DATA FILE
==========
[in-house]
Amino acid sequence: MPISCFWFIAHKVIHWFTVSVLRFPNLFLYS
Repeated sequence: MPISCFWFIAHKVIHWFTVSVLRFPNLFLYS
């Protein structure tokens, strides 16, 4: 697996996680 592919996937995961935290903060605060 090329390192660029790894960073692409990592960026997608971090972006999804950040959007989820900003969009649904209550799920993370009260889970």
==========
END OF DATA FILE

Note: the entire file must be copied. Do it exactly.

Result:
[in-house]
Amino acid sequence: MPISCFWFIAHKVIHWFTVSVLRFPNLFLYS
Repeated sequence: MPISCFWFIAHKVIHWFTVSVLRFPNLFLYS
């Protein structure tokens, strides 16, 4: 697996996680 592919996937995961935290903060605060 090329390192660029790894960073692409990592960026997608971090972006999804950040959007989820900003969009649904209550799920993370009260889970």